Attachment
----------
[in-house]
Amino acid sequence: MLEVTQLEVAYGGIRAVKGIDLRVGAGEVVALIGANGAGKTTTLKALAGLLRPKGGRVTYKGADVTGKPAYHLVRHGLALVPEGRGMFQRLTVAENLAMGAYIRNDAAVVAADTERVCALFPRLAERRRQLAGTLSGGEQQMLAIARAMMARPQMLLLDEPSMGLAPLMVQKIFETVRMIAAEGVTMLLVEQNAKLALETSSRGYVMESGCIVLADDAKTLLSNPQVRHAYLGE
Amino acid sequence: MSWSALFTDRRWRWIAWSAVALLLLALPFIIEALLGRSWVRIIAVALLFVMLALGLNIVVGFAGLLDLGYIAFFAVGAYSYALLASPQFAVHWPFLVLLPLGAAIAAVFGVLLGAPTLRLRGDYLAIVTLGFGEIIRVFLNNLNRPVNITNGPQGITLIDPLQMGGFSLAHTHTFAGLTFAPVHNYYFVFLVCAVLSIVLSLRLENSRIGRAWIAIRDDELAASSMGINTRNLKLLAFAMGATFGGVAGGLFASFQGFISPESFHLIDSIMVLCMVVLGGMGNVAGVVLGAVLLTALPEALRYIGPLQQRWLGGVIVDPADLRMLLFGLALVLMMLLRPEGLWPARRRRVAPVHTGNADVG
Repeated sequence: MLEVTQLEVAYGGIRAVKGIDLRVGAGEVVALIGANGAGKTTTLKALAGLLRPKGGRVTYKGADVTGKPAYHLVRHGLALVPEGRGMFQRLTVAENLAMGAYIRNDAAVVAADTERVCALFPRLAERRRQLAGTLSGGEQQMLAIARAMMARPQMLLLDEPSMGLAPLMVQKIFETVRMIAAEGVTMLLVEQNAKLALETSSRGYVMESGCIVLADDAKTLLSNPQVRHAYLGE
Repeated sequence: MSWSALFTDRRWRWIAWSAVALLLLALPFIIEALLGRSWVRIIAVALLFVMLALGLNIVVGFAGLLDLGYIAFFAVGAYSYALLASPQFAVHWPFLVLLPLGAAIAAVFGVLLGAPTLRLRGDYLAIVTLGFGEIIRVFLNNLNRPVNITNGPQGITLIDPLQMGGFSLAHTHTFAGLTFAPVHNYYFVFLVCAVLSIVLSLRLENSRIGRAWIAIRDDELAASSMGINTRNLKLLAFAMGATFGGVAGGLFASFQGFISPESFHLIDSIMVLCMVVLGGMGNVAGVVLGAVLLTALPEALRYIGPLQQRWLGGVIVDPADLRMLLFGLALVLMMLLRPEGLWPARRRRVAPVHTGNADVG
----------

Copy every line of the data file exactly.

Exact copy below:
[in-house]
Amino acid sequence: MLEVTQLEVAYGGIRAVKGIDLRVGAGEVVALIGANGAGKTTTLKALAGLLRPKGGRVTYKGADVTGKPAYHLVRHGLALVPEGRGMFQRLTVAENLAMGAYIRNDAAVVAADTERVCALFPRLAERRRQLAGTLSGGEQQMLAIARAMMARPQMLLLDEPSMGLAPLMVQKIFETVRMIAAEGVTMLLVEQNAKLALETSSRGYVMESGCIVLADDAKTLLSNPQVRHAYLGE
Amino acid sequence: MSWSALFTDRRWRWIAWSAVALLLLALPFIIEALLGRSWVRIIAVALLFVMLALGLNIVVGFAGLLDLGYIAFFAVGAYSYALLASPQFAVHWPFLVLLPLGAAIAAVFGVLLGAPTLRLRGDYLAIVTLGFGEIIRVFLNNLNRPVNITNGPQGITLIDPLQMGGFSLAHTHTFAGLTFAPVHNYYFVFLVCAVLSIVLSLRLENSRIGRAWIAIRDDELAASSMGINTRNLKLLAFAMGATFGGVAGGLFASFQGFISPESFHLIDSIMVLCMVVLGGMGNVAGVVLGAVLLTALPEALRYIGPLQQRWLGGVIVDPADLRMLLFGLALVLMMLLRPEGLWPARRRRVAPVHTGNADVG
Repeated sequence: MLEVTQLEVAYGGIRAVKGIDLRVGAGEVVALIGANGAGKTTTLKALAGLLRPKGGRVTYKGADVTGKPAYHLVRHGLALVPEGRGMFQRLTVAENLAMGAYIRNDAAVVAADTERVCALFPRLAERRRQLAGTLSGGEQQMLAIARAMMARPQMLLLDEPSMGLAPLMVQKIFETVRMIAAEGVTMLLVEQNAKLALETSSRGYVMESGCIVLADDAKTLLSNPQVRHAYLGE
Repeated sequence: MSWSALFTDRRWRWIAWSAVALLLLALPFIIEALLGRSWVRIIAVALLFVMLALGLNIVVGFAGLLDLGYIAFFAVGAYSYALLASPQFAVHWPFLVLLPLGAAIAAVFGVLLGAPTLRLRGDYLAIVTLGFGEIIRVFLNNLNRPVNITNGPQGITLIDPLQMGGFSLAHTHTFAGLTFAPVHNYYFVFLVCAVLSIVLSLRLENSRIGRAWIAIRDDELAASSMGINTRNLKLLAFAMGATFGGVAGGLFASFQGFISPESFHLIDSIMVLCMVVLGGMGNVAGVVLGAVLLTALPEALRYIGPLQQRWLGGVIVDPADLRMLLFGLALVLMMLLRPEGLWPARRRRVAPVHTGNADVG